Human and rodent hantavirus infection in New York State: Public health significance of an emerging infectious disease

Dennis J. White, Robert G. Means, Guthrie S. Birkhead, Edward M. Bosler, Leo J. Grady, Nando Chatterjee, Jack Woodall, Brian Hjelle, Pierre E. Rollin, Thomas G. Ksiazek, Dale L. Morse

Research output: Contribution to journalArticlepeer-review

18 Scopus citations


Background: A case of hantavirus pulmonary syndrome with possible exposure in New York and/or Rhode Island was confirmed in February 1994. Objective: To conduct four studies to determine the historical and geographic distribution of human and small-mammal infection with hantaviruses in New York State. Methods: Enzyme-linked immunosorbent assays were performed on serum samples obtained from 130 humans during a 1978 babesiosis survey, 907 small mammals collected in New York State since 1984, 12 rodents collected in 1994 near the residences of the patients with hantavirus pulmonary syndrome, and 76 New York patients with acute respiratory distress syndrome-like illness (as suspected cases of hantavirus pulmonary syndrome). Results: None of the human serum samples from the 1978 serosurvey showed evidence of hantavirus exposure by enzyme-linked immunosorbent assay. State-wide historical serum samples from white-footed mice showed evidence of Sin Nombre virus infection in 12.0% (97/809) and Seoul-like virus infection in 9.6% (78/809). Site-specific seropositivity rates were as high as 48.5% with Sin Nombre virus during 1 year (1984). Two of 12 mice captured near the residences of a human patient were positive for Sin Nombre virus by enzyme-linked immunosorbent assay, yet were negative for viral RNA by polymerase chain reaction. None of the patients with suspected hantavirus pulmonary syndrome was serologically reactive for Sin Nombre virus. Conclusions: We provide serologic evidence of small-mammal infection with hantaviruses in New York State as long ago as 1984. Human cases of hantavirus pulmonary syndrome are rare in New York, and data indicate that transmission to humans is probably infrequent. A unique set of host, agent, and environmental factors may be necessary to cause hantavirus pulmonary syndrome in humans.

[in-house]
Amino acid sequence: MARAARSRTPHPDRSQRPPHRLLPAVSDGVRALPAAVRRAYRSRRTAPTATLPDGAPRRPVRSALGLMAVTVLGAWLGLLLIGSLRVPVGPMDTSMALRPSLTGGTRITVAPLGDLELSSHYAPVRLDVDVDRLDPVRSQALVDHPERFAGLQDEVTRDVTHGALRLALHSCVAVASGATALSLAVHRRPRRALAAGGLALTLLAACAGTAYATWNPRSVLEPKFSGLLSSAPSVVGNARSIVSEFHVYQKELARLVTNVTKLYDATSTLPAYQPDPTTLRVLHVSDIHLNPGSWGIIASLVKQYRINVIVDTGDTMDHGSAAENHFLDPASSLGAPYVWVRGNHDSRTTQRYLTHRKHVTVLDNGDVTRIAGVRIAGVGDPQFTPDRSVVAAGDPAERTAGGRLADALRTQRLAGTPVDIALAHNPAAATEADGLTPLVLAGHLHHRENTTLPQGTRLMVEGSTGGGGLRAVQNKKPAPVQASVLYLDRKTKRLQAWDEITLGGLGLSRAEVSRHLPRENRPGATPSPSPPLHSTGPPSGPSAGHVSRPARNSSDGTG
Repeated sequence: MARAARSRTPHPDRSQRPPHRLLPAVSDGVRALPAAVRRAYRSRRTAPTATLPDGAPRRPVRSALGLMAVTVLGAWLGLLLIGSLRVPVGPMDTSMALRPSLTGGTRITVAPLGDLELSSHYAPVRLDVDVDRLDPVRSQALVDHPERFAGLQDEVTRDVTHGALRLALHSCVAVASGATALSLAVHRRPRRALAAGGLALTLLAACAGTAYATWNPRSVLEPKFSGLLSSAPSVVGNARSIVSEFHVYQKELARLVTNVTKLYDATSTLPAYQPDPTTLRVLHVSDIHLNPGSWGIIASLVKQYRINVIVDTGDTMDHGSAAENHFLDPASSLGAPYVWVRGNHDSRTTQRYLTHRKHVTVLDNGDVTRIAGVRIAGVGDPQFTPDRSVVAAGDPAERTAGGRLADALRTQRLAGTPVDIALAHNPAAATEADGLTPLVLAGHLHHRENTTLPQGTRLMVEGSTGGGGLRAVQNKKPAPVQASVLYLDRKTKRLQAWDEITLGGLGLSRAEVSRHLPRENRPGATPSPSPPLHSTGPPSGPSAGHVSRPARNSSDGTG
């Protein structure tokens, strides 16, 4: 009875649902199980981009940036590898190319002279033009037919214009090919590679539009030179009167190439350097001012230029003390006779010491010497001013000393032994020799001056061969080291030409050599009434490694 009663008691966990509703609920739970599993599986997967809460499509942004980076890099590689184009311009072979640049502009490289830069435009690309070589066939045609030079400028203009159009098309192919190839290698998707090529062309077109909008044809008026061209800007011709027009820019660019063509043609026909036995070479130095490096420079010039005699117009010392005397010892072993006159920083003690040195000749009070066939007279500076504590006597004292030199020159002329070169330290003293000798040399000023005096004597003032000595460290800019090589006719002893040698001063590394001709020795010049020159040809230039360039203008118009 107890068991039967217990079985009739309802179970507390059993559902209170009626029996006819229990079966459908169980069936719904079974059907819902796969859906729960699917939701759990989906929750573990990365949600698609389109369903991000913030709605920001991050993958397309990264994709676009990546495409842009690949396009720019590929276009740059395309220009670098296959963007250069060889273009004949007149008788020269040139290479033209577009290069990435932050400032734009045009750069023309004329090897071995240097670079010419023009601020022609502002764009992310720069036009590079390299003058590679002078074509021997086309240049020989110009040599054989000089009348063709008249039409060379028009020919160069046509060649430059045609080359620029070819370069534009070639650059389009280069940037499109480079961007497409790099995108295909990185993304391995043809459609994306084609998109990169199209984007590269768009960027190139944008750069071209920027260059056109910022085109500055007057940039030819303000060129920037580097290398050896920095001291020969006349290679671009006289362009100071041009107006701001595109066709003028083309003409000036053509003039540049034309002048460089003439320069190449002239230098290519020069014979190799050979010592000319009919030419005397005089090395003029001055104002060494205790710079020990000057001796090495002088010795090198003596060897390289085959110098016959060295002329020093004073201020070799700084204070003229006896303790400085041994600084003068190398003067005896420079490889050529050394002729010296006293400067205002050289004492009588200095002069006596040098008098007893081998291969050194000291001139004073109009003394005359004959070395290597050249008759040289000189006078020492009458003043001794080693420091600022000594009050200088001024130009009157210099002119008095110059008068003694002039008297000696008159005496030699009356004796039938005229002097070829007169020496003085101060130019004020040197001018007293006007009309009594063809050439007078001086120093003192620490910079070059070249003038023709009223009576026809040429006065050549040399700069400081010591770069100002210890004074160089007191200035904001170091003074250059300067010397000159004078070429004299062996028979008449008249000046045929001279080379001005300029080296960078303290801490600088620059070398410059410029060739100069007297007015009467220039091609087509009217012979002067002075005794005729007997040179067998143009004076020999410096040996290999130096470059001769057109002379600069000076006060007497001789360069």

Original languageEnglish (US)
Pages (from-to)722-726
Number of pages5
JournalArchives of Internal Medicine
Issue number7
StatePublished - Apr 8 1996
Externally publishedYes

ASJC Scopus subject areas

  • Internal Medicine


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